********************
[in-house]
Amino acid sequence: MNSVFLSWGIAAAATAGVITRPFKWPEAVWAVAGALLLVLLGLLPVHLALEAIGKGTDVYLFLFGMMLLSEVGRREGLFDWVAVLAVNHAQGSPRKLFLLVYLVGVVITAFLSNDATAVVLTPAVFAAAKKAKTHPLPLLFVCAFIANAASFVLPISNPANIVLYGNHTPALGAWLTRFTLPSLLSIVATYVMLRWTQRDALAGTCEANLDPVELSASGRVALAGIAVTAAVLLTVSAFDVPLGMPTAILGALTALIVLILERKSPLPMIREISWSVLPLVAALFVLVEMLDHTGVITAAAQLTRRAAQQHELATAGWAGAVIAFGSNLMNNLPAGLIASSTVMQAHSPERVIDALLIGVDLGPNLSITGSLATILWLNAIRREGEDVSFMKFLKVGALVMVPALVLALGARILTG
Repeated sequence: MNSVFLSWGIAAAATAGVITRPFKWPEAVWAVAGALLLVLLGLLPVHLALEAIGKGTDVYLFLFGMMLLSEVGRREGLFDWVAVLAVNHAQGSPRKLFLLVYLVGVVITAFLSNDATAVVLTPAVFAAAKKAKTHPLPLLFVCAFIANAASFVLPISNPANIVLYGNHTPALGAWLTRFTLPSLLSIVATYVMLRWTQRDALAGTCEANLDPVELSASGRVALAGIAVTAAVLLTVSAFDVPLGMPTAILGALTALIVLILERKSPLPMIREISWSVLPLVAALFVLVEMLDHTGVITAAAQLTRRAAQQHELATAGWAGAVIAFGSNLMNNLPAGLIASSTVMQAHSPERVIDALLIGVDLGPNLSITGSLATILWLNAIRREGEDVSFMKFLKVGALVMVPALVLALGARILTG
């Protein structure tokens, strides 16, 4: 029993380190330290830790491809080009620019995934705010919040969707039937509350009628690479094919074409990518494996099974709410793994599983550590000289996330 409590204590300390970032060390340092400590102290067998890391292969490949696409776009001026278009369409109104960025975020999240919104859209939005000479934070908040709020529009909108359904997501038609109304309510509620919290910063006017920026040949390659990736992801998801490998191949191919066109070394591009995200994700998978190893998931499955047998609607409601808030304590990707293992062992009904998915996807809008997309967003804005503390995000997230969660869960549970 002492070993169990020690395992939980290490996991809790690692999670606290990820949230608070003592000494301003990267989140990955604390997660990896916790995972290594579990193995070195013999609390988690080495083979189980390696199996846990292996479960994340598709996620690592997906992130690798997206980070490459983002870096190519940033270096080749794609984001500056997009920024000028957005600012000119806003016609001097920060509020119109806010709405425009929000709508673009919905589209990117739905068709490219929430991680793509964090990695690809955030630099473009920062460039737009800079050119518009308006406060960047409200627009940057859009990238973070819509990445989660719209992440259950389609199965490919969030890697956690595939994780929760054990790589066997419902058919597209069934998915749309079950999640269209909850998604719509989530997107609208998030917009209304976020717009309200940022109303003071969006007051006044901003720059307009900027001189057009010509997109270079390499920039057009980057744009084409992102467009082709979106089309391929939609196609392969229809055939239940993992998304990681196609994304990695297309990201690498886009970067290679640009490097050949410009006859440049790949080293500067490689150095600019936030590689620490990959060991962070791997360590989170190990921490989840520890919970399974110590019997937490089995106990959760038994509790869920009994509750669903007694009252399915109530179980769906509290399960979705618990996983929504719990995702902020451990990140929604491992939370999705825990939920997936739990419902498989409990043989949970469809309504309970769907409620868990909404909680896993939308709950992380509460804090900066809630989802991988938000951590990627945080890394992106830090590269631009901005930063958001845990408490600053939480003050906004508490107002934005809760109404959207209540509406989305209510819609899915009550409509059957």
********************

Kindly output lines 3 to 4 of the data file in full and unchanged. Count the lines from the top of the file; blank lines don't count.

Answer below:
Repeated sequence: MNSVFLSWGIAAAATAGVITRPFKWPEAVWAVAGALLLVLLGLLPVHLALEAIGKGTDVYLFLFGMMLLSEVGRREGLFDWVAVLAVNHAQGSPRKLFLLVYLVGVVITAFLSNDATAVVLTPAVFAAAKKAKTHPLPLLFVCAFIANAASFVLPISNPANIVLYGNHTPALGAWLTRFTLPSLLSIVATYVMLRWTQRDALAGTCEANLDPVELSASGRVALAGIAVTAAVLLTVSAFDVPLGMPTAILGALTALIVLILERKSPLPMIREISWSVLPLVAALFVLVEMLDHTGVITAAAQLTRRAAQQHELATAGWAGAVIAFGSNLMNNLPAGLIASSTVMQAHSPERVIDALLIGVDLGPNLSITGSLATILWLNAIRREGEDVSFMKFLKVGALVMVPALVLALGARILTG
């Protein structure tokens, strides 16, 4: 029993380190330290830790491809080009620019995934705010919040969707039937509350009628690479094919074409990518494996099974709410793994599983550590000289996330 409590204590300390970032060390340092400590102290067998890391292969490949696409776009001026278009369409109104960025975020999240919104859209939005000479934070908040709020529009909108359904997501038609109304309510509620919290910063006017920026040949390659990736992801998801490998191949191919066109070394591009995200994700998978190893998931499955047998609607409601808030304590990707293992062992009904998915996807809008997309967003804005503390995000997230969660869960549970 002492070993169990020690395992939980290490996991809790690692999670606290990820949230608070003592000494301003990267989140990955604390997660990896916790995972290594579990193995070195013999609390988690080495083979189980390696199996846990292996479960994340598709996620690592997906992130690798997206980070490459983002870096190519940033270096080749794609984001500056997009920024000028957005600012000119806003016609001097920060509020119109806010709405425009929000709508673009919905589209990117739905068709490219929430991680793509964090990695690809955030630099473009920062460039737009800079050119518009308006406060960047409200627009940057859009990238973070819509990445989660719209992440259950389609199965490919969030890697956690595939994780929760054990790589066997419902058919597209069934998915749309079950999640269209909850998604719509989530997107609208998030917009209304976020717009309200940022109303003071969006007051006044901003720059307009900027001189057009010509997109270079390499920039057009980057744009084409992102467009082709979106089309391929939609196609392969229809055939239940993992998304990681196609994304990695297309990201690498886009970067290679640009490097050949410009006859440049790949080293500067490689150095600019936030590689620490990959060991962070791997360590989170190990921490989840520890919970399974110590019997937490089995106990959760038994509790869920009994509750669903007694009252399915109530179980769906509290399960979705618990996983929504719990995702902020451990990140929604491992939370999705825990939920997936739990419902498989409990043989949970469809309504309970769907409620868990909404909680896993939308709950992380509460804090900066809630989802991988938000951590990627945080890394992106830090590269631009901005930063958001845990408490600053939480003050906004508490107002934005809760109404959207209540509406989305209510819609899915009550409509059957």